The preceding data provide genetic evidence that a bacterial repressor protein manufactured in the yeast cytoplasm can enter the yeast nucleus, recognize its operator and repress transcription from a yeast promoter. Immunofluorescence tests show that LexA protein is localized to the nucleus in a minority of cells in a population that produce it. In most members of the population, fluorescence is uniformly spread throughout the cytoplasm and it is likely that LexA protein passively enters the nucleus. This behaviour is in contrast to the strictly nuclear localization of regulatory proteins native to yeast, which are thought to have a distinctive stretch of amino acids causing them to enter and remain in the nucleus (Hall et al. 1984 Cell 36:1057). Uniform cellular distribution of LexA protein should be sufficient to repress operator-containing GAL1 promoters. If LexA protein constitutes 0.025% of the total protein in cells grown on galactose, and if it is evenly distributed throughout the cell, there should be about 750 LexA molecules in the nucleus. As the volumes of E. coli and a yeast nucleus are about the same, nuclear LexA protein concentration is probably equivalent to the concentration found in a single E. coli, which contains 100-1,000 molecules of LexA protein. We have shown here that the affinity of the synthetic operator for LexA protein is at least as high as that found for naturally occuring lexA operators. Therefore, 100-1,000 molecules of LexA per nucleus should be sufficient to occupy the operator.
In this and the following example a hybrid protein of LexA and GAL4 was constructed and shown to regulate expression of genes in both procaryotic and eucaryotic systems.
Referring to FIG. 3, plasmid 1109, which directs the synthesis of LexA-GAL4 in E. coli, was constructed from three DNA fragments. In this construction, a PstI-XmnI piece was isolated from pRB451, a tac promoter derivative of pRB191 (Brent et al., 1981 Proc. Nat. Acad. Sci. 78:4204). This piece of DNA contained the tac promoter, a hybrid ribosome binding site, and lexA DNA from codon 1 to within codon 87. A plasmid (Silver et al. 1984, Proc. Nat. Acad. Sci. 81:595), containing the S. cerevisiae GAL4 gene was cut with XhoI, the XhoI ends rendered flush by treatment with the Klenow fragment of DNA polymerase I, then cut with HindIII to liberate a fragment of DNA that encoded the C-terminus of GAL4, extending from the filled-in XhoI site within codon 74 (Laughon et al., 1984 Mol. Cell Biol. 4:260) to about 250 nucleotides beyond the termination codon after amino acid 881. These two pieces were inserted into a PstI-HindIII backbone fragment of pBR322 (Bolivar et al., 1977 Gene 2:95).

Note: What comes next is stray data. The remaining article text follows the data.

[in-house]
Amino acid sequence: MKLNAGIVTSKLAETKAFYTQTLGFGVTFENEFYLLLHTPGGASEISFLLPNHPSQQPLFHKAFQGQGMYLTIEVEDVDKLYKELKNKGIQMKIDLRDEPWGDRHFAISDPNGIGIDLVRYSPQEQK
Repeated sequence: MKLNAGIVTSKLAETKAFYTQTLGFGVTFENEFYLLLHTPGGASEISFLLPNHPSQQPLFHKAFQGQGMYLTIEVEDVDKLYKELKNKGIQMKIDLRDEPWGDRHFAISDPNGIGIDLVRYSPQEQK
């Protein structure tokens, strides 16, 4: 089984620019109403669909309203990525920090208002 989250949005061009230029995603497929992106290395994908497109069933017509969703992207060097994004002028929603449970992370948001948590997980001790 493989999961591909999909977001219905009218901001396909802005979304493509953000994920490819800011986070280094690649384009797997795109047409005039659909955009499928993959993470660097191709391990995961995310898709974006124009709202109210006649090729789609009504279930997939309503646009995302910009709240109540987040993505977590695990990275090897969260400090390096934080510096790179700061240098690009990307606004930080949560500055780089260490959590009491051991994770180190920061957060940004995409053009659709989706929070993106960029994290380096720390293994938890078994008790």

Plasmid 1027 (FIG. 3b), which directs the synthesis of LexA-GAL4 in S. cerevisiae, was constructed in two steps. In the first the HindIII-XmnI fragment from pRB500 was isolated. This fragment contained DNA from immediately upstream of the lexA coding sequence to within codon 87. This fragment was inserted, and the same GAL4 fragment used in constructing 1109 above, into plasmid pi4 -8, constructed from pBR322 restricted with HindIII and EcoRI, filled in using Klenow fragment and ligated to the 750bp HpaII-SauIIIA Klenow treated fragment of phage 434, which includes the cI repressor gene and rightward promotor), that confers resistance to tetracycline when HindIII-ended fragments are inserted into it. This ligation created plasmid 1002, which contained the lexA-GAL4 hybrid gene flanked by HindIII sites. The HindIII-ended lexA-GAL4 fragment from 1002 was inserted into pAAH5, a plasmid that contains the ADH1 promoter, the LEU2 selectable marker, and the 2 micron replicator, to create plasmid 1027. Like all plasmids from this construction that contained the gene encoding LexA-GAL4 in the correct orientation, purified 1027 transformed JM101% of the frequency expected from the amount of DNA used, and most transformed cells grew slowly. About 10% of the JM101 cells transformed to carbenicillin resistance from a preparation of 1027 grew quickly and proved to contain plasmids that carried deletions or portions of the gene encoding LexA-GAL4. The sequence of LexA-GAL4 fusion junction is shown in FIG. 2. The lexA coding sequence extending to the XmnI site within the hinge region (vertical line), was abutted to a filled-in XhoI site in GAL4, as described above. Bases of the filled-in site are shown in boldface. This ligation recreated the XhoI site. The amino acid sequence of the protein near the fusion junction is shown above the line. For assay of LexA-GAL4 activity, cells were first transformed with 1027 or another LEU2+ plasmid. As determined by their ability to activate beta-galactosidase production from a plasmid that contained a lexA operator near a lacZ fusion gene, about 90% of the 1027 transformants produced LexA-GAL4.